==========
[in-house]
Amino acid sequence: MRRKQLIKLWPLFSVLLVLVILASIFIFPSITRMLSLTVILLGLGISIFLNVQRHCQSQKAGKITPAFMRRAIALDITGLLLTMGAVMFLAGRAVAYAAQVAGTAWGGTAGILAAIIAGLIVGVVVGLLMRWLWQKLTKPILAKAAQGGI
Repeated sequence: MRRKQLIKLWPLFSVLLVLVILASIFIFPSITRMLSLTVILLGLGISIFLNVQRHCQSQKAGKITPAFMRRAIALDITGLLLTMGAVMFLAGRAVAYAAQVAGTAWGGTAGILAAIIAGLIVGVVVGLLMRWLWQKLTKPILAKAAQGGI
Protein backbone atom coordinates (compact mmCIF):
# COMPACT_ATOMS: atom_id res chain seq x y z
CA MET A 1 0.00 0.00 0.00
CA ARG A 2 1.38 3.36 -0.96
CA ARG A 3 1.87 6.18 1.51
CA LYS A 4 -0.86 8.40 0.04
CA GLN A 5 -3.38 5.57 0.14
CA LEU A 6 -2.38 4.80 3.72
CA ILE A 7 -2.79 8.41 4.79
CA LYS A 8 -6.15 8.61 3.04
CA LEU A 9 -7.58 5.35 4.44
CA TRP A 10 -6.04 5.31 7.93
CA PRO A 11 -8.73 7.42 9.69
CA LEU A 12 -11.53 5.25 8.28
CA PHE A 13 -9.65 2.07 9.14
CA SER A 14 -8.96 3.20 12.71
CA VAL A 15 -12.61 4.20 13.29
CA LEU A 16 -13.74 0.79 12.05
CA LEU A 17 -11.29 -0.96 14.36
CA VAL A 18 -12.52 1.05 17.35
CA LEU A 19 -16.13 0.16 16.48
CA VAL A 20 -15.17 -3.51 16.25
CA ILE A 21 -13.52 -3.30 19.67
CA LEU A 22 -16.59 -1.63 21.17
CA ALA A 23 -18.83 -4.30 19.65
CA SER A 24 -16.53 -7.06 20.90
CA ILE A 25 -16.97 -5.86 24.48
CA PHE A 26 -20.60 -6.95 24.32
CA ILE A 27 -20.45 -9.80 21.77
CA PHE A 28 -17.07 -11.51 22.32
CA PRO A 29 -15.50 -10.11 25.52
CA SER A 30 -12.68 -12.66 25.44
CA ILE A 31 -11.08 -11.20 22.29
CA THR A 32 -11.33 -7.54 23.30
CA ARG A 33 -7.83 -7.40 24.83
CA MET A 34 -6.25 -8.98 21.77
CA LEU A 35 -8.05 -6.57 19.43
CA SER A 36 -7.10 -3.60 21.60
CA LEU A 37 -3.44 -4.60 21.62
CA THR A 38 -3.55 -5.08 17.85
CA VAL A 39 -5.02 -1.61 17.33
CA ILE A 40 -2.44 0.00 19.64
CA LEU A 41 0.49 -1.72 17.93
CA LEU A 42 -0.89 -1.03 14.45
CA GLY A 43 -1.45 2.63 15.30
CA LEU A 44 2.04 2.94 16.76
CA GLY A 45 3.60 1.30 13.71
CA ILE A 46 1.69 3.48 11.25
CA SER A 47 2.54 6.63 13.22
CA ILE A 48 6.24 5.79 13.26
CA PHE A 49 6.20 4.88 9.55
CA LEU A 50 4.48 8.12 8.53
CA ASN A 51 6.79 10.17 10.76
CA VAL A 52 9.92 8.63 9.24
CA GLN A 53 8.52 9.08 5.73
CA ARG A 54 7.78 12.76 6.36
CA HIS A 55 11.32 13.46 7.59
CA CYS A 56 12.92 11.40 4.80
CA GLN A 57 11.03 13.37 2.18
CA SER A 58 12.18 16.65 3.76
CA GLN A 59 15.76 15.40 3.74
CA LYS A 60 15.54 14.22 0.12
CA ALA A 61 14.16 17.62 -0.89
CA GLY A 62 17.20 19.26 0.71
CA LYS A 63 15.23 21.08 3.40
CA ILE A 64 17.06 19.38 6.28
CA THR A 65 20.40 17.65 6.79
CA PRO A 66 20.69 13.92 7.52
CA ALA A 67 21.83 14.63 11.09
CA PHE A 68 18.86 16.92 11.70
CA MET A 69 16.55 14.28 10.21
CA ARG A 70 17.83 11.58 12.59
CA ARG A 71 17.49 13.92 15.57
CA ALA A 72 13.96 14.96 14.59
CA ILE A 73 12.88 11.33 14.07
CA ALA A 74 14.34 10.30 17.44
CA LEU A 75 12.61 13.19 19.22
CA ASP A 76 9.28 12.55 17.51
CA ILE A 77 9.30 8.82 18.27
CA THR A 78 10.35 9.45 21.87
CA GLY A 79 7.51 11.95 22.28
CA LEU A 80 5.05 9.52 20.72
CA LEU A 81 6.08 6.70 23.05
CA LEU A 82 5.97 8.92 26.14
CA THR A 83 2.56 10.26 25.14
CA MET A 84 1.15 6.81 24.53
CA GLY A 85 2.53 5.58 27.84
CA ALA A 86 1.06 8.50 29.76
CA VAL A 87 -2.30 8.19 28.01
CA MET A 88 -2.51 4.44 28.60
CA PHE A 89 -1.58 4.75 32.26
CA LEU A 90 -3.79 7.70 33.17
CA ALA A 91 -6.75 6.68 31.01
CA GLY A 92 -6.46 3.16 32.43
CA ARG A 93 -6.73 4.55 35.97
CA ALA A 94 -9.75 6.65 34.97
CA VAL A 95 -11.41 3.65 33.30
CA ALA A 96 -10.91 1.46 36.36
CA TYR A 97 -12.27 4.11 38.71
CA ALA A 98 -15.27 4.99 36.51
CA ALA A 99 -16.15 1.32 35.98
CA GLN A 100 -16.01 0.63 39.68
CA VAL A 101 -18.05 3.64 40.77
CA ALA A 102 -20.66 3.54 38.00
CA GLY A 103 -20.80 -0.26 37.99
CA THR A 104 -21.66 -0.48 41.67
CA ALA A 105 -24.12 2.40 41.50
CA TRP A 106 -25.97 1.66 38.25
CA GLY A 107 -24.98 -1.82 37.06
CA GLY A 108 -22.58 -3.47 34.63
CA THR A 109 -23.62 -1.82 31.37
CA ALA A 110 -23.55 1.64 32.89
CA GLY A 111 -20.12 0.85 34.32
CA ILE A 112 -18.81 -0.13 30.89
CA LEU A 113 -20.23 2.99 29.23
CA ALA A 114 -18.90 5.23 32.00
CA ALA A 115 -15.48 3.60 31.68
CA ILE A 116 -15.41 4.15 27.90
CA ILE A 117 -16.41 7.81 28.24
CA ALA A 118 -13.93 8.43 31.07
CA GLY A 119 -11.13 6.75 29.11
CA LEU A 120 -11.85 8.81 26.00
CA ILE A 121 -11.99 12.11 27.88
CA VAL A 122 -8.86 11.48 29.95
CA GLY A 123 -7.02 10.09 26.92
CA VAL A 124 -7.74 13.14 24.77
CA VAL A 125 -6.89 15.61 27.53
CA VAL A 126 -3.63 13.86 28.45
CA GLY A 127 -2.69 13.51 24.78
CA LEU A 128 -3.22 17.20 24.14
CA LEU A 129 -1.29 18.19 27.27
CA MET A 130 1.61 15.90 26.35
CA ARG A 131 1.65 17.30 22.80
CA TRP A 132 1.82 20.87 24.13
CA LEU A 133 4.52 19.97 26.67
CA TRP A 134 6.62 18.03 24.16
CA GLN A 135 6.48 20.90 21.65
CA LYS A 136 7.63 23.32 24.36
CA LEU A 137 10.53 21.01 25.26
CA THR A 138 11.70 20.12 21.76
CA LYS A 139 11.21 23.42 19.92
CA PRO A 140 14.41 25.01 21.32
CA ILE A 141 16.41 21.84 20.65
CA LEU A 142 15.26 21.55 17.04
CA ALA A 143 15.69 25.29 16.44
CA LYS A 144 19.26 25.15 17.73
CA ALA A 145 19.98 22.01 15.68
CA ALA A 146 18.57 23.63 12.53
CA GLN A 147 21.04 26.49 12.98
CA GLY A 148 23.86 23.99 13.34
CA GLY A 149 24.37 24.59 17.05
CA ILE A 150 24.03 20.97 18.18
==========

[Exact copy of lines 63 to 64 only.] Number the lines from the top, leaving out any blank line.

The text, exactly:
CA SER A 58 12.18 16.65 3.76
CA GLN A 59 15.76 15.40 3.74